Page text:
In a strange twist on Republican policy initiatives, women’s breasts have become hot topic issues, again. In Asheville, North Carolina, a topless protest had at one point exceeded 2000 participants, although this year participation had declined. From acts such as this, Republican legislators in North Carolina have written and promoted a “topless bill” that would send women to prison for baring their breasts, explicitly including the nipple as part of the “crime.” As of February 26, the bill has been sent back to a committee. Rep. Tim Moore had even quipped, “You know what they say, duct tape fixes everything.” Clearly Rep. Moore has little knowledge or concern for how sensitive the nipple area is and how illogical and offensive that remark is. This issue, though, is indicative of a greater political issue of expressing opinions with our bodies.
Perhaps the most disturbing aspect of this bill is who created and brought the bill to fruition: Rep. Rayne Brown, a female representative. Reflecting on the bill, Rep. Brown stated, “But there are communities across this state, there’s local governments across this state, and also local law enforcement for whom this issue is really not a laughing matter.” It isn’t a laughing matter? I’m quite positive that the state’s taxpayers would rather have their legislators actually debating legislation that would help improve the state, instead of spending time on something like this.
When women’s bodies are not celebrated, when they are legislated to be covered up, when they are relegated to second-class status, when they are presented as “taboo,” there are serious issues with which we must deal as a nation. Bills have been considered or passed regarding the female body this legislative session across states, perhaps most boldly in the South. We can even put politics aside for a moment and look at the reality of this situation: Women are perceived as “less than” and are silenced. Women have been silenced for so long, and notions of covering women up are further instances of silencing.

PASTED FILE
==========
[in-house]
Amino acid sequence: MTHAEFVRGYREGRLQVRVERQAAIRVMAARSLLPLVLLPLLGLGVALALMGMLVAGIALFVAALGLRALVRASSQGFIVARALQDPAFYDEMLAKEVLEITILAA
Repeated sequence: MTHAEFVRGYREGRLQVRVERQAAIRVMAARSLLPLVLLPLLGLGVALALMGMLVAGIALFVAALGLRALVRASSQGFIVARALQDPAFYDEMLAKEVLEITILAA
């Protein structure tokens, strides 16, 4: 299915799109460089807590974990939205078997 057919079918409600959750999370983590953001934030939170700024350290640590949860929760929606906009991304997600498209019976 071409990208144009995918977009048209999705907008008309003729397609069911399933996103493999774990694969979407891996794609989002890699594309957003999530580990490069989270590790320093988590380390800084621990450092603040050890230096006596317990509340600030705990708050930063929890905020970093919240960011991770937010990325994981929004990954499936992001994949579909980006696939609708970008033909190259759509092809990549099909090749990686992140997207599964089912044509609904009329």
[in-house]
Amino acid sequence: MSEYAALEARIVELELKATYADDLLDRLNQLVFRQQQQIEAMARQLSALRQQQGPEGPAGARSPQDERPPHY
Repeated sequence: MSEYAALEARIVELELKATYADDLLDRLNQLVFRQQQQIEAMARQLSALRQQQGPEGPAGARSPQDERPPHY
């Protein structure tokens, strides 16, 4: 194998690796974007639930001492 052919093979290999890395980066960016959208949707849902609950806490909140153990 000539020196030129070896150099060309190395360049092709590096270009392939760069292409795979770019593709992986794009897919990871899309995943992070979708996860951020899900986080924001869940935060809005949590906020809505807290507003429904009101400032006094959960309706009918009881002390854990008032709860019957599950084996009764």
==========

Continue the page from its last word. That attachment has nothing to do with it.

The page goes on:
Aside from this silencing that has been happening in state legislatures, we have to also look at the corporeal reality of the politics of the human body. Dr. Dana Cloud recently spoke at The University of Alabama and noted the importance of human bodies in social justice work. When bodies are not allowed to protest, what has that become? Is it a violation of the First Amendment of the United States, a freedom of expression? When we cannot express ourselves with our bodies, we are in trouble. It is acceptable to express a viewpoint with our speech or writings, but it is not acceptable to express a viewpoint with our bodies, the very first thing in our lives that we have to express ideas with.
While one can sit and complain about conservative politics that are happening in regard to women’s bodies, we must also look at the broader picture. What is happening to the notion of a body in general? What value has a body received in modern-day political discourse? One can look at ableist and transphobic and racist political remarks and endeavors to see the further silencing and discrimination of bodies. When bodies are silenced, what do we have to fight with? Attempts at discriminatory legislation of bodies reveals a greater issue with American society, that people do not want us to speak as who we are. People want to strip individuals of perhaps the only mode of voice they have ever had. If people are allowed to use their bodies as an act of protest, it must be “appropriate” by white, male, heterosexual, cis-gender, abled-privileged, upper-class distinctions of what a body “should” be and how it “should” be covered in order to get a voice at the table. This issue rings particularly loudly in the South, where many of these bills have been brought to the “table” this session.
It is time in the South to let our progressive voices rise, to let all of our bodies have a voice, to make public what we continue being told is private. We need voices at the table, and we need to organize to gain these voices.